Pedro Alvarez was a big disappointment in 2011, as he hit four homers, stole one base, drove in 10 runs and scored eight times while hitting .191 in 235 at-bats.  Alvarez entered 2011 as a budding prospect but got off to a slow start and was eventually sent to the Minors. He didn’t show much more after returning to the Bucs in September and is a major question mark heading into 2012.  The addition of Casey McGehee gives the Pirates another option at third base, though the club has insisted that Pedro Alvarez will get the first crack at holding onto the starting role.

Our towns David Freese missed time early in the season due to a broken hand but produced reasonable numbers when healthy. In only 97 games in 2011 Freese hit .297 with 10 homers, 55 RBIs, 41 runs scored and one stolen base.  He set a postseason record with 21 RBIs, which has everyone drooling about a possible breakout campaign in 2012. From time to time he still shows he has room to grown defensively but a full offseason and being healthy going into 2012 should help.

By the time 2012 is said and done here is how I see things shaking out amongst the NL Central three baggers.

  1. Aramis Ramirez
  2. Scott Rolen
  3. David Freese
  4. Ian Stewart
  5. Jimmy Paredes
  6. Pedro Alvarez

Looking ahead: There is still a lot to prove for Freese in 2012. The NL Central already has an established senior class of third basemen in Aramis Ramirez and Scott Rolen. Rolen’s defense, for now, keeps him ahead of Freese and Ramirez’s ability to do it year in and year out keeps him atop the class at this point. If Freese can stay healthy enough to play 145+ games and sure up his defense even a little look for him to overtake Rolen amonth the pecking order of NL third basemen.

Follow Derek on Twitter @SportsbyWeeze

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Winter Meetings Solidify Royals Outfield

GM Dayton Moore made multiple moves during this week’s Winter Meetings, but is deferring his biggest decision until a bow is wrapped on Cliff Lee and put under the Christmas tree of one of his many suitors. Zack Greinke survived the hectic week, but his future as a Royal is still in jeopardy. It has been reported Moore won’t trade Greinke until Lee signs, hoping some desperation sets in consequently pushing the price up a tad higher.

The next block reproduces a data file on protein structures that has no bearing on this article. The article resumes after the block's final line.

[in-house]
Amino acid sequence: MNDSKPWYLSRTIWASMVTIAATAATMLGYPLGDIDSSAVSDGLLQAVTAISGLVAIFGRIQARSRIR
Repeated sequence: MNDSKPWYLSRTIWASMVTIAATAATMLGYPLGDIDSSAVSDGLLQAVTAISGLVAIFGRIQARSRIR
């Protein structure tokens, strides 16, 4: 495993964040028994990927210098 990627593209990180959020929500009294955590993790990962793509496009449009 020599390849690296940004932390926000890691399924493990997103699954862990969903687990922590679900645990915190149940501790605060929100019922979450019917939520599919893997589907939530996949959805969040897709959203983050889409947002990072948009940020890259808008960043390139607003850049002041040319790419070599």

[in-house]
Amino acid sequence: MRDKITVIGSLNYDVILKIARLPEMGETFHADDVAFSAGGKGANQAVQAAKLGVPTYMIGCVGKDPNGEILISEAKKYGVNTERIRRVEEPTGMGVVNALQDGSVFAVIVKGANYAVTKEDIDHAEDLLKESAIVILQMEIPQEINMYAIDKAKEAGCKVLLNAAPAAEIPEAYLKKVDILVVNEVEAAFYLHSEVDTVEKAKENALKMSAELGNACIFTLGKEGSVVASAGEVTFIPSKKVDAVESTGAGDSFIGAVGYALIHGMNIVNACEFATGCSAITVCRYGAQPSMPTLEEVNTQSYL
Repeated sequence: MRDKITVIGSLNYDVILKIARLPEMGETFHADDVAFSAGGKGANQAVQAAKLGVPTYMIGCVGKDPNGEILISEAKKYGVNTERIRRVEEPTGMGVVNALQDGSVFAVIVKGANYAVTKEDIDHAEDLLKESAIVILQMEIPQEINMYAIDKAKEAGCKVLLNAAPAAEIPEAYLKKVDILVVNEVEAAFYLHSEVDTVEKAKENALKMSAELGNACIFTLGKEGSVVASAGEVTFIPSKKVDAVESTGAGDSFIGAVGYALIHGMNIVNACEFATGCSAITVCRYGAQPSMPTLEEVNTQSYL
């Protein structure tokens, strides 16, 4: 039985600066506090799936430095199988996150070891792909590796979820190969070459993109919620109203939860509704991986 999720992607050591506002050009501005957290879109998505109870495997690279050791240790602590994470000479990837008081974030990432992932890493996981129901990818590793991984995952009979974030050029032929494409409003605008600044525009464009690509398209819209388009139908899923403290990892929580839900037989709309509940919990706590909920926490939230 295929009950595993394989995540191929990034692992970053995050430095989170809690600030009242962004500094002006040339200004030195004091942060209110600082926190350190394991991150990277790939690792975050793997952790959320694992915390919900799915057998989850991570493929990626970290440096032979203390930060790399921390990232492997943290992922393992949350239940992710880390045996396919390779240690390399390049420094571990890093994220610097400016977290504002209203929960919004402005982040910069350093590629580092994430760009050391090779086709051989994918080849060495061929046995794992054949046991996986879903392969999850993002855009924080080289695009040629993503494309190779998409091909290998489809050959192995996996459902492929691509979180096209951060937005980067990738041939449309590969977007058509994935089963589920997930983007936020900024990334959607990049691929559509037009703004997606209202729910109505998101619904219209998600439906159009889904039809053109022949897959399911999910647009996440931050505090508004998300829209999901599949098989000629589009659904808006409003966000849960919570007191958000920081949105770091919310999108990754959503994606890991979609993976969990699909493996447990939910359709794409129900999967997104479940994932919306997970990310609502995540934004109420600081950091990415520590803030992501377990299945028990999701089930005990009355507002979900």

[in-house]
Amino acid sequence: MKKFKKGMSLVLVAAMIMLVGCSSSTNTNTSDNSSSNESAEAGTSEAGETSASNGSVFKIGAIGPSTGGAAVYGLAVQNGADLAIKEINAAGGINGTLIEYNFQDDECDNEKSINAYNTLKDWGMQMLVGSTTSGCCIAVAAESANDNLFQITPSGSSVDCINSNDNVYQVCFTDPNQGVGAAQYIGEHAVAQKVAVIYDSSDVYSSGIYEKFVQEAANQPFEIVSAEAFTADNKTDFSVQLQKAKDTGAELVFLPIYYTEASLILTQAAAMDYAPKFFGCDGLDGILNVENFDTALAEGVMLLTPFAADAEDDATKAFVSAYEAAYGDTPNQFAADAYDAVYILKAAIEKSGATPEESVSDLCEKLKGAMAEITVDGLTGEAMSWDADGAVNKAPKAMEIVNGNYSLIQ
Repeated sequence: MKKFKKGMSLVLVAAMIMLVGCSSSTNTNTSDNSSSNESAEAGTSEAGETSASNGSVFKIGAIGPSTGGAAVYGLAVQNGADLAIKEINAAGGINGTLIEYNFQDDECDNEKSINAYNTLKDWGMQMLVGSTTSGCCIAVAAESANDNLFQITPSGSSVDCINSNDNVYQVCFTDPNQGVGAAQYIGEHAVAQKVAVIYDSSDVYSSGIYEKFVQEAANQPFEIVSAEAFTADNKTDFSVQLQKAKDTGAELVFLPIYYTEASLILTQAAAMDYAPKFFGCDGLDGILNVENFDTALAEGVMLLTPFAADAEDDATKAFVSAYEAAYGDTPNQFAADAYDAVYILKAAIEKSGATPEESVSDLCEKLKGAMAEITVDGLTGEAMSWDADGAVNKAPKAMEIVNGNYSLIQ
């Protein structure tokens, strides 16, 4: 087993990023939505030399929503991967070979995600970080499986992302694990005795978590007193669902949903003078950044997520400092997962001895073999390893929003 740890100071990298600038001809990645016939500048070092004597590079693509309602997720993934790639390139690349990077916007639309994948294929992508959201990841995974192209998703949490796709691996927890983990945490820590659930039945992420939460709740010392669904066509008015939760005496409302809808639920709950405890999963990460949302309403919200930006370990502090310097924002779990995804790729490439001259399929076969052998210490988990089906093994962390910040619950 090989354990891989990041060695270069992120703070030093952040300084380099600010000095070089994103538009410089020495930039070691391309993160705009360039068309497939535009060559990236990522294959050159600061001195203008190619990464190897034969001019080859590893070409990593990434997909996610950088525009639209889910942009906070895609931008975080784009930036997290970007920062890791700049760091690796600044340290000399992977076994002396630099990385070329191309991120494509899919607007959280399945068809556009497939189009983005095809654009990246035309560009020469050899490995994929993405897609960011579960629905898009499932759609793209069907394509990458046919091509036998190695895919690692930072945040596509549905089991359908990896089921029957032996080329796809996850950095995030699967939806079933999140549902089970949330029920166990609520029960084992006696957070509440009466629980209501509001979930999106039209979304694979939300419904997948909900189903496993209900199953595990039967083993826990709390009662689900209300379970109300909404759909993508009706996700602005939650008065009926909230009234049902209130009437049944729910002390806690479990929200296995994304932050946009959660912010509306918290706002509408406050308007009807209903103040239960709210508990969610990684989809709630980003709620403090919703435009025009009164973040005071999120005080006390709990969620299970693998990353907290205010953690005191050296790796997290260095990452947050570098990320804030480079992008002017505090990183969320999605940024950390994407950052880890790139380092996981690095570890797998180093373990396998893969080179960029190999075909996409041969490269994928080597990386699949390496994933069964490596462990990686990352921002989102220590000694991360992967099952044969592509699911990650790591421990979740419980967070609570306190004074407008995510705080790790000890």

Instead, Moore addressed what many baseball execs felt was the worst outfield heading into the Winter Meetings. With a collection of Mitch Maier, Gregor Blanco, Jarrod Dyson, and Alex Gordon, it is difficult to argue otherwise.

Moore reached into his Atlanta Braves’ roots and signed two former Braves, Jeff Francoeur and Melky Cabrera. Neither is considered an impact signing, but for $2.5 million (Francoeur) and $1.25 million (Cabrera) were deemed cost effective stop gaps on a barren MLB roster.

Since the day Moore took over as GM for the Royals, it was speculated Francoeur would end up in a Royals uniform. Moore’s quasi ‘bromance’ with Francoeur took four years to facilitate, but he finally landed him in a one year deal which comes along with a mutual option for 2012.

“In a win or a loss, he’s going to give effort, energy, focus, intensity and competitiveness every day,” Moore said in an interview with Dick Kaegel of MLB.com.

Francoeur, an Atlanta native, was drafted by the Braves in the first round of the 2002 MLB Draft. At the time Moore was Atlanta’s director of player personnel.

“Dayton was in my house when I signed my first contract when I was 18, so I’ve always respected him and the way he’s building with young guys,” Francoeur said.